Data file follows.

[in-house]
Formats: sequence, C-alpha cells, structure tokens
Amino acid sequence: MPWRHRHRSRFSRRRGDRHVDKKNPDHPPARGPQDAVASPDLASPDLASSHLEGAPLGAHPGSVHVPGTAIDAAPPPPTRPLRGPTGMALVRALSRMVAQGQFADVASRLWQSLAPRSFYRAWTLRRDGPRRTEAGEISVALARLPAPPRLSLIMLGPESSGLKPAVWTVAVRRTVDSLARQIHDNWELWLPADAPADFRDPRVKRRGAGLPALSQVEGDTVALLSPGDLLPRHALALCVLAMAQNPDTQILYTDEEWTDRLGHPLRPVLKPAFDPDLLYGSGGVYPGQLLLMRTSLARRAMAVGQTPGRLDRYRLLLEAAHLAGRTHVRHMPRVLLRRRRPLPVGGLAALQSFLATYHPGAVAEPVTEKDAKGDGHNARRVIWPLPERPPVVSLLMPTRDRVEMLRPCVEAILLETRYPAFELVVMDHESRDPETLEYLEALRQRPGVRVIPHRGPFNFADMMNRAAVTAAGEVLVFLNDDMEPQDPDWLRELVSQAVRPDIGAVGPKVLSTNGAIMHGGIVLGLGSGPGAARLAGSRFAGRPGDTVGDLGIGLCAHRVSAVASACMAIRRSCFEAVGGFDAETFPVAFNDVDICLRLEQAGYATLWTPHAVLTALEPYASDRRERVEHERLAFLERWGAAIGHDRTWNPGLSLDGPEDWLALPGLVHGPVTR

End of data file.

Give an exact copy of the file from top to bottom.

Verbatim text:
[in-house]
Formats: sequence, C-alpha cells, structure tokens
Amino acid sequence: MPWRHRHRSRFSRRRGDRHVDKKNPDHPPARGPQDAVASPDLASPDLASSHLEGAPLGAHPGSVHVPGTAIDAAPPPPTRPLRGPTGMALVRALSRMVAQGQFADVASRLWQSLAPRSFYRAWTLRRDGPRRTEAGEISVALARLPAPPRLSLIMLGPESSGLKPAVWTVAVRRTVDSLARQIHDNWELWLPADAPADFRDPRVKRRGAGLPALSQVEGDTVALLSPGDLLPRHALALCVLAMAQNPDTQILYTDEEWTDRLGHPLRPVLKPAFDPDLLYGSGGVYPGQLLLMRTSLARRAMAVGQTPGRLDRYRLLLEAAHLAGRTHVRHMPRVLLRRRRPLPVGGLAALQSFLATYHPGAVAEPVTEKDAKGDGHNARRVIWPLPERPPVVSLLMPTRDRVEMLRPCVEAILLETRYPAFELVVMDHESRDPETLEYLEALRQRPGVRVIPHRGPFNFADMMNRAAVTAAGEVLVFLNDDMEPQDPDWLRELVSQAVRPDIGAVGPKVLSTNGAIMHGGIVLGLGSGPGAARLAGSRFAGRPGDTVGDLGIGLCAHRVSAVASACMAIRRSCFEAVGGFDAETFPVAFNDVDICLRLEQAGYATLWTPHAVLTALEPYASDRRERVEHERLAFLERWGAAIGHDRTWNPGLSLDGPEDWLALPGLVHGPVTR